At the start of the show, Dimbleby asked how many people knew Dory Previn’s work. Fewer than half the audience members raised their hands. I was not one of them. While we might not have known her name, plenty of the top singers of yesteryear did. Stars such as Tony Bennet, Frank Sinatra, Rosemary Clooney and Doris Day included Previn’s songs in their repertoire.

 She also recorded her songs, with “Mythical Kings and Iguanas” being her most successful album. That title song is the first of more than 15 Dimbleby sings in the show. The song I was most familiar with, and have always loved, was “Valley of the Dolls,” which she wrote with Andre for the movie, and was a hit for Dionne Warwick.

As Dory, Dimbleby tells the up side of fame for the former Dorothy Langan, who was born in October 1925 to rigidly religious Irish Catholic parents. It was while under contract to MGM that she was assigned to collaborate with a young pianist/composer named Andre Previn.

In creative partnership with Andre, she began to find the success that had eluded her alone. Before they wed, she made a vague reference to having had a nervous breakdown, but when Andre seemed uninterested in the details, she said no more.

“Marriage to a well-known composer would open the high world to me. The tap dancer from New Jersey still had problems getting off the ground. But a peasant wife is able to squat in the shadow of her glorious lord. He spoke three languages. It was thrilling to be distantly related to those beautiful creatures who fly.”

 The couple became an established writing team, receiving several Oscar nominations. But their public and private lives were at odds, with “more crises euphemistically referred to as breakdowns.” Eventually, Dory’s illness was given a name — schizophrenia.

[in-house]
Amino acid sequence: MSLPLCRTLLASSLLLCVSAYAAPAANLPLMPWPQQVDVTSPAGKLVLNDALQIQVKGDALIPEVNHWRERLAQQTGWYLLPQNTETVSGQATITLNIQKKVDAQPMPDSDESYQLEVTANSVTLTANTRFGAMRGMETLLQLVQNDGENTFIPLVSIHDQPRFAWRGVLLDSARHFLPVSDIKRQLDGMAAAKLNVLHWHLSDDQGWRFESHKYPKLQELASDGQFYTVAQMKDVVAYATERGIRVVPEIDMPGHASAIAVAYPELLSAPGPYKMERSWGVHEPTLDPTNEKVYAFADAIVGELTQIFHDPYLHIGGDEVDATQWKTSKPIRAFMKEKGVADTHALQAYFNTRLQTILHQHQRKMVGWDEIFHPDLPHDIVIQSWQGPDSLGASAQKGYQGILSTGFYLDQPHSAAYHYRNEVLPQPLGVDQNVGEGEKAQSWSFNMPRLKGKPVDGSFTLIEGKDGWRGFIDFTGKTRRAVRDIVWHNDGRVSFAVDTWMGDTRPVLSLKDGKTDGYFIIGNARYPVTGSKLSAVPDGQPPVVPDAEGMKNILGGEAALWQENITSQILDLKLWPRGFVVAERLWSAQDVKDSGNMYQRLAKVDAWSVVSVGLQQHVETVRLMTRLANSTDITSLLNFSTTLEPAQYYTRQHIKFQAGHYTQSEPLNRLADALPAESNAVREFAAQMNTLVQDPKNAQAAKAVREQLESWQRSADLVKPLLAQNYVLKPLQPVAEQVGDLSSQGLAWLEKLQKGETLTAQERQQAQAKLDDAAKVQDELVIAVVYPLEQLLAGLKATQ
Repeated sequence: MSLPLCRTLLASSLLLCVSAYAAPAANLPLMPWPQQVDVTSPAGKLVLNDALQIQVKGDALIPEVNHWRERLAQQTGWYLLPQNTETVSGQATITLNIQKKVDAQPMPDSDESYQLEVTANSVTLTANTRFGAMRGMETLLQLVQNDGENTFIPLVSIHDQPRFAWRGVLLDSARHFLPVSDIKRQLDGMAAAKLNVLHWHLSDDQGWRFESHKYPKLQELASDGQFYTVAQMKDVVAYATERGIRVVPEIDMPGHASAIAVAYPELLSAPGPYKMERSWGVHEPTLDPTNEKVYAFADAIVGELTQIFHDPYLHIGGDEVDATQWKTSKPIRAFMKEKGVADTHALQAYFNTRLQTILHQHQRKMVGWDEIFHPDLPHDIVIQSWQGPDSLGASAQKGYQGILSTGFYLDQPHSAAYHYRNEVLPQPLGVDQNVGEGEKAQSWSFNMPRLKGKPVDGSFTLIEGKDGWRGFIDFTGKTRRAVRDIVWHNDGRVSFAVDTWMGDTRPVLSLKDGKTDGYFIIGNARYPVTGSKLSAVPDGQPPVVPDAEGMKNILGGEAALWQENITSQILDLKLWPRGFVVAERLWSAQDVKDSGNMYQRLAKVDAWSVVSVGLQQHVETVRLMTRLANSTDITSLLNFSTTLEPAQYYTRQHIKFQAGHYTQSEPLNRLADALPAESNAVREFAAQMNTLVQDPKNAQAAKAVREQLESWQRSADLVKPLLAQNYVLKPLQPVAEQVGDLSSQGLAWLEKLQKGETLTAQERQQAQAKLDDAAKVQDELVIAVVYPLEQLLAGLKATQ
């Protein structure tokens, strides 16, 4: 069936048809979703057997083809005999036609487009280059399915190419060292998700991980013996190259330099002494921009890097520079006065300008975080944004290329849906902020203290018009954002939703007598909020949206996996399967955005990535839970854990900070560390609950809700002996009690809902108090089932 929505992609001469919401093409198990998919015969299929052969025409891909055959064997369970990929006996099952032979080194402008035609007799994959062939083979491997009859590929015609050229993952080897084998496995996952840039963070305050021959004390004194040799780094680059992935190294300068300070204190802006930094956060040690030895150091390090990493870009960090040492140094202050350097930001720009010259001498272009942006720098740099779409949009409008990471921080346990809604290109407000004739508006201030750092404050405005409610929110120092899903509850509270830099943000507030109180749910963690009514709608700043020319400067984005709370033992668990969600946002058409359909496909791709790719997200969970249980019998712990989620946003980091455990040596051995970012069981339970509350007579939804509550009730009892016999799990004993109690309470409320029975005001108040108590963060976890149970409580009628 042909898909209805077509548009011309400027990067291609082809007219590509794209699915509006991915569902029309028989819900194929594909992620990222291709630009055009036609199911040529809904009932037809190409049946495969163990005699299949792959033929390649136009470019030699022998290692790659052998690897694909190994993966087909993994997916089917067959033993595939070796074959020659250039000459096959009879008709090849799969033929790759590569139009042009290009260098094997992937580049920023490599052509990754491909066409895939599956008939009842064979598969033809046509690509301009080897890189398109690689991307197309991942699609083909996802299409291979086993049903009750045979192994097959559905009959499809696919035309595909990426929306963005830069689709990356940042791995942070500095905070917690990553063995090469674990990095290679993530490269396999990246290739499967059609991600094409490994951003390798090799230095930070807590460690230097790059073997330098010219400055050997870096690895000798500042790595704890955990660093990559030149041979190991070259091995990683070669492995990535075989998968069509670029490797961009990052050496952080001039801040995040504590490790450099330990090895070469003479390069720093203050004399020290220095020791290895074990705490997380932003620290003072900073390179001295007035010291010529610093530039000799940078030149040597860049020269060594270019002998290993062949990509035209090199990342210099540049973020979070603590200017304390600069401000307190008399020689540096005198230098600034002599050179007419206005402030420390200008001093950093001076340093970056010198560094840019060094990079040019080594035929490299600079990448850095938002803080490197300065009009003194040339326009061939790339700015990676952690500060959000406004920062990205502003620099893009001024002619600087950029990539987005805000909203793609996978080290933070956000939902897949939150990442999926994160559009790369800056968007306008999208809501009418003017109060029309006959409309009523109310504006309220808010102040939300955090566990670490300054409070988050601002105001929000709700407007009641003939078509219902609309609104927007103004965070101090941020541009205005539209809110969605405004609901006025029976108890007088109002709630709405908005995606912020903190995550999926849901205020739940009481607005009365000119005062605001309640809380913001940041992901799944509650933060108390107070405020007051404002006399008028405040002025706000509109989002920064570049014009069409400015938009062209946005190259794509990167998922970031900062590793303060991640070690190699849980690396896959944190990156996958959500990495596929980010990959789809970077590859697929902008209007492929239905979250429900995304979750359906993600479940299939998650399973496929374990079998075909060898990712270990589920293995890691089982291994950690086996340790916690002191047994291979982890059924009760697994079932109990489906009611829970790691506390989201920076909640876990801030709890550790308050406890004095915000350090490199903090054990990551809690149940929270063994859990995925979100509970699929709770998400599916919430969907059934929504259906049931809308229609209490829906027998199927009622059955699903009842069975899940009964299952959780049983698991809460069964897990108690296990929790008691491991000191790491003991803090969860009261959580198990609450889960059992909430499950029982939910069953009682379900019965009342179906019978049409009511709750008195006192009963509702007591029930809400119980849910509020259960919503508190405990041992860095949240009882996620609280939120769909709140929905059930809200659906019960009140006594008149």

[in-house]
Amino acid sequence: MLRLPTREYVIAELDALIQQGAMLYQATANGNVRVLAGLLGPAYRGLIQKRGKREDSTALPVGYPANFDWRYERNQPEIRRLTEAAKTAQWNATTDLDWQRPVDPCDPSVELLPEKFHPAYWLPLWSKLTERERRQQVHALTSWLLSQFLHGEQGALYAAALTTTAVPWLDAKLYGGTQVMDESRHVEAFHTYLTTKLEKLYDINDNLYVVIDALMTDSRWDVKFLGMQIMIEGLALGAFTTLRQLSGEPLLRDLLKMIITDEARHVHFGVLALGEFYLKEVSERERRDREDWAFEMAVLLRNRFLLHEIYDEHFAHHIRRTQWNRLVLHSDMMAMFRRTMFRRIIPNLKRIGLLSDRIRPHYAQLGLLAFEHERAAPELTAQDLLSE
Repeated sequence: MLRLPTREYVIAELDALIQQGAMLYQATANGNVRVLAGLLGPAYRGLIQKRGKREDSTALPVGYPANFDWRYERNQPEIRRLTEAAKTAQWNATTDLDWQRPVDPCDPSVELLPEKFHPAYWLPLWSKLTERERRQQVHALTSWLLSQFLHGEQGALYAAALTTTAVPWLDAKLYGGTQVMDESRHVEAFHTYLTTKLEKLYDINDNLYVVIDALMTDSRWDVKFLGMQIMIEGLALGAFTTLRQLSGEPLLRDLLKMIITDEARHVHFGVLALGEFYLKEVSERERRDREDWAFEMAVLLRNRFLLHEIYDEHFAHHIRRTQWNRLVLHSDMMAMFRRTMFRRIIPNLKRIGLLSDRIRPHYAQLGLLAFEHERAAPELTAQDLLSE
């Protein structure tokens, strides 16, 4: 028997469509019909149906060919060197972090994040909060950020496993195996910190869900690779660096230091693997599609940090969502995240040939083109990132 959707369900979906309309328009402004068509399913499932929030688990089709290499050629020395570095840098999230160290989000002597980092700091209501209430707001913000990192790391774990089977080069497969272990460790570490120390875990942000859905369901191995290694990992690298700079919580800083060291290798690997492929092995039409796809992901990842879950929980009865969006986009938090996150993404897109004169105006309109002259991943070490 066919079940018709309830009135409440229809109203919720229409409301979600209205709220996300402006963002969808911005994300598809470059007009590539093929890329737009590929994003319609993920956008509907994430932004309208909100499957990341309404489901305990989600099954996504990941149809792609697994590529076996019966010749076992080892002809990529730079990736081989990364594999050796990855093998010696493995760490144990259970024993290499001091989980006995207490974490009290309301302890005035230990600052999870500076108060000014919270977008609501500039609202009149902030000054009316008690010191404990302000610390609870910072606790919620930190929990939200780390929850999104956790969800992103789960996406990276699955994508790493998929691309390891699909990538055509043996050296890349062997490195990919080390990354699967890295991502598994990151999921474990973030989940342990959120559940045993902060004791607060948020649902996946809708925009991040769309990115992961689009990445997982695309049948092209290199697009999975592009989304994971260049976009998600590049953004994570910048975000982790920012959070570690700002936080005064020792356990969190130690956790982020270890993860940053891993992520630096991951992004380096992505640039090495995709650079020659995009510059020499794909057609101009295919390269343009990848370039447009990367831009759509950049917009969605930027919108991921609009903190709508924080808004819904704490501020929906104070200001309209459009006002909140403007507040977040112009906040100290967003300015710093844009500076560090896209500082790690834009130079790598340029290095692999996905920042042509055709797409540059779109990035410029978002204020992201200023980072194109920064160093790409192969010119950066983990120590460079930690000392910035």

This experience with mental illness became the creative inspiration that propelled Andre and Dory’s writing of the soundtrack for “Valley of the Dolls.”

“Andre wrote a circular melody with a broken-up feeling that mirrors the artificially tranquilized state of mind,” Dimbleby tells us. “Dory complemented it with lyrics. Both gained wisdom through Dory’s illness and addiction to pills, but neither ever mentioned it.”

Dimbleby then sang the title song, conveying all the pain and emotion of the story behind it. The song brought Dory and Andre their dreamed-of million seller, but it was the last song they would write together. A certain young girl saw to that.

Enter Mia Farrow.

“She had come all the way across Hope and Alan Pakula’s patio just to meet us,” Dimbleby as Dory says. “The natural surroundings conspired to enhance the luminous youth. Her delicate hands clung to a square of tapestry. The skin was translucent, as though she were still wrapped in the gauze of her placenta. The voice had been gently buffed by good schools and privilege. She would never need to raise her tone to get something she wanted. She came of a film director father and a movie star mother. No pig-in-the-parlour, she. This was lace-curtain Hollywood. She was second generation MGM. And the newly famed waif wanted to be our friend.”

Of course, she went on the be more than friend to Andre. She became his wife, after becoming pregnant. Andre wrote to Dory asking for a divorce, but expressing his interest in continuing their writing collaboration. She said yes to the divorce but no to the creative partnership.

In what could be a Hollywood ending, she went on to have a successful career on her own and to find love. A friend of Andre’s whom she bumped into in a restaurant many years after her divorce introduced her to the man he was meeting, an artist and one-time Hollywood heartthrob called Joby Baker. The two married in 1984 and lived happily on a farm in New York’s Hudson Valley where she wrote the last volume of her autobiography and he illustrated it. She died on Valentine’s Day nearly three years ago and Baker continued to live at the farm.

I love stories of hardship overcome, triumphant women and happy endings. Beware of Young Girls has all of those. It continues at 59E59 Theaters through Sunday, Jan. 4.